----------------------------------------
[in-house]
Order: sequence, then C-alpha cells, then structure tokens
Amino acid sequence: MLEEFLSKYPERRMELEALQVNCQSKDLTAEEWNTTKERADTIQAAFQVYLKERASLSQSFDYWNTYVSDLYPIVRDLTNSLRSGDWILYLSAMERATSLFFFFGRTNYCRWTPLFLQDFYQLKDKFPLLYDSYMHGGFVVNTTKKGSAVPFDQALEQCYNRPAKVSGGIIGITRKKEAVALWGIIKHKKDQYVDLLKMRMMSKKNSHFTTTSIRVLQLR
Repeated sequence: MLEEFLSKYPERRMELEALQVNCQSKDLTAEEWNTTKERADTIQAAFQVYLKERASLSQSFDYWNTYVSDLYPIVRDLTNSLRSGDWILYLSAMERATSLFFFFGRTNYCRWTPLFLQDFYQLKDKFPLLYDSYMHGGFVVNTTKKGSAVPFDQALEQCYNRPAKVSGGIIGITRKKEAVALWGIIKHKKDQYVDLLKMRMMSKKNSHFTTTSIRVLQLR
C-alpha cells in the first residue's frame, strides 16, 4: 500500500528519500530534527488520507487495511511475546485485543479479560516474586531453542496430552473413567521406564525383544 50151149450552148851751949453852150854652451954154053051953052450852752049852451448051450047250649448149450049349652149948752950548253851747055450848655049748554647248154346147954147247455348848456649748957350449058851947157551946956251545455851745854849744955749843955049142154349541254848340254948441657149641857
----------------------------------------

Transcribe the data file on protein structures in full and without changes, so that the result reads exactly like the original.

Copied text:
[in-house]
Order: sequence, then C-alpha cells, then structure tokens
Amino acid sequence: MLEEFLSKYPERRMELEALQVNCQSKDLTAEEWNTTKERADTIQAAFQVYLKERASLSQSFDYWNTYVSDLYPIVRDLTNSLRSGDWILYLSAMERATSLFFFFGRTNYCRWTPLFLQDFYQLKDKFPLLYDSYMHGGFVVNTTKKGSAVPFDQALEQCYNRPAKVSGGIIGITRKKEAVALWGIIKHKKDQYVDLLKMRMMSKKNSHFTTTSIRVLQLR
Repeated sequence: MLEEFLSKYPERRMELEALQVNCQSKDLTAEEWNTTKERADTIQAAFQVYLKERASLSQSFDYWNTYVSDLYPIVRDLTNSLRSGDWILYLSAMERATSLFFFFGRTNYCRWTPLFLQDFYQLKDKFPLLYDSYMHGGFVVNTTKKGSAVPFDQALEQCYNRPAKVSGGIIGITRKKEAVALWGIIKHKKDQYVDLLKMRMMSKKNSHFTTTSIRVLQLR
C-alpha cells in the first residue's frame, strides 16, 4: 500500500528519500530534527488520507487495511511475546485485543479479560516474586531453542496430552473413567521406564525383544 50151149450552148851751949453852150854652451954154053051953052450852752049852451448051450047250649448149450049349652149948752950548253851747055450848655049748554647248154346147954147247455348848456649748957350449058851947157551946956251545455851745854849744955749843955049142154349541254848340254948441657149641857